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BCC Ruling No. 99-06-662

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IN THE MATTER OF Subsection 24 (1) of the Building Code Act, 1992.

AND IN THE MATTER OF Article and Sentences and of Regulation 61, as amended by O. Reg. 400/91, 158/93, 160/93, 383/94, 20/95 and 395/96 (the "Ontario Building Code").

AND IN THE MATTER OF an application by Mr. Clare Wamsteeker, Manager, Physical Plant, Brantwood Residential Development Centre, 25 Bell Lane, Brantford, Ontario for the resolution of a dispute with Mr. Doug Ferguson, Chief Building Official, City of Brantford, to determine whether a sprinkler system constructed to the NFPA 13R standard achieves sufficiency of compliance with Article and Sentences and (2) of the Ontario Building Code at Nelson Street Group Home, 346 Nelson Street, Brantford, Ontario.


Mr. Clare Wamsteeker, Manager, Physical Plant
Brantwood Residential
Brantford, Ontario


Mr. Doug Ferguson
Chief Building Official
City of Brantford


Mr. Ross Thomson, Chair-Designate
Mr. Douglas Clancey
Mr. Michael Steele


Toronto, Ontario


January 27th, 1999


January 27th, 1999


Mr. Rick Reichard, Principal

Sneider Reichard March Architects
Waterloo, Ontario
Agent for the Applicant

Mr. Jack Schut
Deputy CBO
City of Brantford
The Respondent


  1. The Applicant

Mr. Clare Wamsteeker, Manager, Physical Plant, Brantwood Residential Development Centre, Brantford, Ontario, has received a building permit under the Building Code Act, 1992 and is currently constructing a group home known as the Nelson Street Group Home, at 346 Nelson Street, Brantford, Ontario.

  1. Description of Construction

The Applicant is currently constructing a one storey (with a partial basement), group home with a building area of 223 m2 (2,400 ft2) (excluding garage) that is intended to house only 6 residents as well as up to 3 or 4 full time staff members. The building is of combustible construction and is classified as having a Group B, Division 3 (care) occupancy under the 1997 Ontario Building Code. The separations between the basement and ground floor and between the bedrooms within the group home will have a 3/4 hour fire-resistance rating.

The structure will not be equipped with a fire alarm system, but will be supplied with an interconnected smoke detection system and a sprinkler system. The Applicant is proposing that this latter system be designed and installed in accordance with the requirements of NFPA 13R, "Standard for the Installation of Sprinkler Systems in Residential Occupancies up to and Including Four Stories in Height."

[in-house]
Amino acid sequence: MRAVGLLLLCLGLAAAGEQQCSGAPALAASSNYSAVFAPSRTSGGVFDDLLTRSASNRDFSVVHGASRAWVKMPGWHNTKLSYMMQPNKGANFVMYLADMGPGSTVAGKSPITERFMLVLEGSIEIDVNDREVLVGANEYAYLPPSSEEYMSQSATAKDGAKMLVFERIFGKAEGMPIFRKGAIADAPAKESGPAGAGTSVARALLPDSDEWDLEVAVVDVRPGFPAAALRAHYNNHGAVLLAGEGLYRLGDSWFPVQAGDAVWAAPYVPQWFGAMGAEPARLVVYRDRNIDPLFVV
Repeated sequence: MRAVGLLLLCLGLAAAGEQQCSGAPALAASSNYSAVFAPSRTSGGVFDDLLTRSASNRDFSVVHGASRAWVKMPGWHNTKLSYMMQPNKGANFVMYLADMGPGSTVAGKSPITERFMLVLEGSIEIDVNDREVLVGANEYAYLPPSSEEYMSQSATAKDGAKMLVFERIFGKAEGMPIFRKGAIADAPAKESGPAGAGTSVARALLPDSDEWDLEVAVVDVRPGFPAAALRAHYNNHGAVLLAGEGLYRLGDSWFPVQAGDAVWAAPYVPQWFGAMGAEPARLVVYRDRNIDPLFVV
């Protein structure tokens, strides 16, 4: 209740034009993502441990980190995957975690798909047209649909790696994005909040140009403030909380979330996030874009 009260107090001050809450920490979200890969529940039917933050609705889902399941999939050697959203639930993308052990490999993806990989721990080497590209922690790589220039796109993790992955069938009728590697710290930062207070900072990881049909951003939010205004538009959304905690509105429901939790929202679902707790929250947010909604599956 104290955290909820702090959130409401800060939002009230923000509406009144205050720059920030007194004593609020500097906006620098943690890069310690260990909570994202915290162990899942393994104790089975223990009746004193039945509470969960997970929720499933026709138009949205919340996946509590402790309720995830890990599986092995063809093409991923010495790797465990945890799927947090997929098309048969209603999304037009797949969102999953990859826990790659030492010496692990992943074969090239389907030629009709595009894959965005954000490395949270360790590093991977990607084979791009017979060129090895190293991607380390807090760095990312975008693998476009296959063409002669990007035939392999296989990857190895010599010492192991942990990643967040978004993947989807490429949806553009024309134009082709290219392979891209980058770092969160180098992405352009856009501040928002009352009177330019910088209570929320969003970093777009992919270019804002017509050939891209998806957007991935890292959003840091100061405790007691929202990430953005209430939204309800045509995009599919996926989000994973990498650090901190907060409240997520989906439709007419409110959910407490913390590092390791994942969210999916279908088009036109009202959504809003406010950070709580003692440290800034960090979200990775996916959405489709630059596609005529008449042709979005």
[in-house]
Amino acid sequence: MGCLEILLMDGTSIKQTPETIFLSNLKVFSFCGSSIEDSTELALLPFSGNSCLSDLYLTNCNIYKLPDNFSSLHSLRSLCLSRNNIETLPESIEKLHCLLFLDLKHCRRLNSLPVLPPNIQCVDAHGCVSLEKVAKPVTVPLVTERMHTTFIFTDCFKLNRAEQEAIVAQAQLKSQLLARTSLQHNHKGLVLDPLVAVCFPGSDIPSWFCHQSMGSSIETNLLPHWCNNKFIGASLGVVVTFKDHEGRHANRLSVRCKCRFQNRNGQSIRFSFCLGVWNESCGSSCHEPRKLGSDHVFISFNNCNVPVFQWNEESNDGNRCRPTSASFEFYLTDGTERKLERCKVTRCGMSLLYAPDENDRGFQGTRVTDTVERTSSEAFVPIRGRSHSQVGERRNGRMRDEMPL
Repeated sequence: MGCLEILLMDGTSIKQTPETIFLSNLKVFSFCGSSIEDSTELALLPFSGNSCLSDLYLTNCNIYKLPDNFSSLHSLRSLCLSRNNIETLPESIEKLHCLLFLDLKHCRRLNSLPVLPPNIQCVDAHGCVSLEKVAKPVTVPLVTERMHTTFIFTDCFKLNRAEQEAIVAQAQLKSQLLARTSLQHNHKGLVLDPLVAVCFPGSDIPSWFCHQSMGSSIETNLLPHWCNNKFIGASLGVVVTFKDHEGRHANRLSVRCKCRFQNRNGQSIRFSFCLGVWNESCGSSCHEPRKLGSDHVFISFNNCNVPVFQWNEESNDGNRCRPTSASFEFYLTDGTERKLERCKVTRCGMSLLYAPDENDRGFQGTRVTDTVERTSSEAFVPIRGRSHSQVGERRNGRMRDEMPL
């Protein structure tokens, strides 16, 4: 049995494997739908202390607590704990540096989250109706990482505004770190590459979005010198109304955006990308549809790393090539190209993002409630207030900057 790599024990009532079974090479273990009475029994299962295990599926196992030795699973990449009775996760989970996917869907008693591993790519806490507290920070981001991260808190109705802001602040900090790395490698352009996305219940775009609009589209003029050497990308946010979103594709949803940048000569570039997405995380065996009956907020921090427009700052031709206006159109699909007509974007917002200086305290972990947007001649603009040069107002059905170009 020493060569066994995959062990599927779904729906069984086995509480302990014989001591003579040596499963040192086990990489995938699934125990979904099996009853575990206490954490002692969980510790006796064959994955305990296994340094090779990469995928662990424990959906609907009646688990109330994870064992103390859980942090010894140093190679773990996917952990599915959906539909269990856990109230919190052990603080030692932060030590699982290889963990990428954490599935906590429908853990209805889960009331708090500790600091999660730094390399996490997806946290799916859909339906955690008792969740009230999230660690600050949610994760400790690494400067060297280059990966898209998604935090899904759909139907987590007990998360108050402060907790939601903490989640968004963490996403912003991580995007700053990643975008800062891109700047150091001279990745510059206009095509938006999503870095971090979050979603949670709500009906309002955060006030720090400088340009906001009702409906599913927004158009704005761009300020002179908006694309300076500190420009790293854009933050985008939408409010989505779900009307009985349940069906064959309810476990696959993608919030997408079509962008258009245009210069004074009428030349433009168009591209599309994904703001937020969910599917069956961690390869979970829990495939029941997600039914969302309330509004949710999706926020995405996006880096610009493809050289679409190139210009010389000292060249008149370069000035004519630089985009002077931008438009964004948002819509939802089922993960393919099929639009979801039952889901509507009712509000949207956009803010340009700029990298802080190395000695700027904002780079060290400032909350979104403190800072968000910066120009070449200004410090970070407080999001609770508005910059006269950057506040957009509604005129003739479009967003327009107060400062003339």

1. Dispute

The issue at dispute between the Applicant and Respondent is whether a sprinkler system constructed to the NFPA 13R standard achieves sufficiency of compliance with Article and Sentences and of the Ontario Building Code. Article requires that a B3 occupancy must be sprinklered even though it may be of combustible construction. The dispute therefore centres on the type of sprinkler system that is required.

The NFPA 13R standard stipulates that a sprinkler system be designed and installed for all occupied rooms. The NFPA 13 standard, however, goes further by also requiring sprinklering in unoccupied areas such as closets and concealed spaces such as attics.

Sentence states that a required sprinkler system must meet NFPA 13, whereas Sentence, provides an exception to Sentence (1) by allowing low rise (four stories or less) residential occupancies to comply with the more relaxed sprinkler standards found in NFPA 13R.

If the subject group home, as a low rise structure intended for a maximum of only 10 people, could also be considered a residential occupancy according to the OBC, then the NFPA 13R standard would be an appropriate requirement for sprinklering.

  1. Provisions of the Ontario Building Code

Article Group B Division 2 or Division 3, One Storey, Sprinklered

(1) A building classified as Group B, Division 2 or Division 3 is permitted to be of combustible construction or noncombustible construction used singly or in combination, provided

(a) except as permitted by Sentence, the building is sprinklered,

(b) it is not more than 1 storey in building height, and

(c) it has a building area not more than 500 m2 (5,380 ft2).

Sentence Automatic Sprinkler Systems

(1) Except as permitted by Sentences (2), (3) and (4), an automatic sprinkler system shall be designated, constructed, installed and tested in conformance with NFPA 13, "Standard for the Installation of Sprinkler Systems".

(2) Instead of the requirements of Sentence(1), NFPA 13R, "Standard for the Installation of Sprinkler Systems in Residential Occupancies up to and Including Four Stories in Height", is permitted to be used for the design, construction, installation and testing of an automatic sprinkler system installed in a building of residential occupancy that is not more than 4 storeys in building height.

  1. Applicant's Position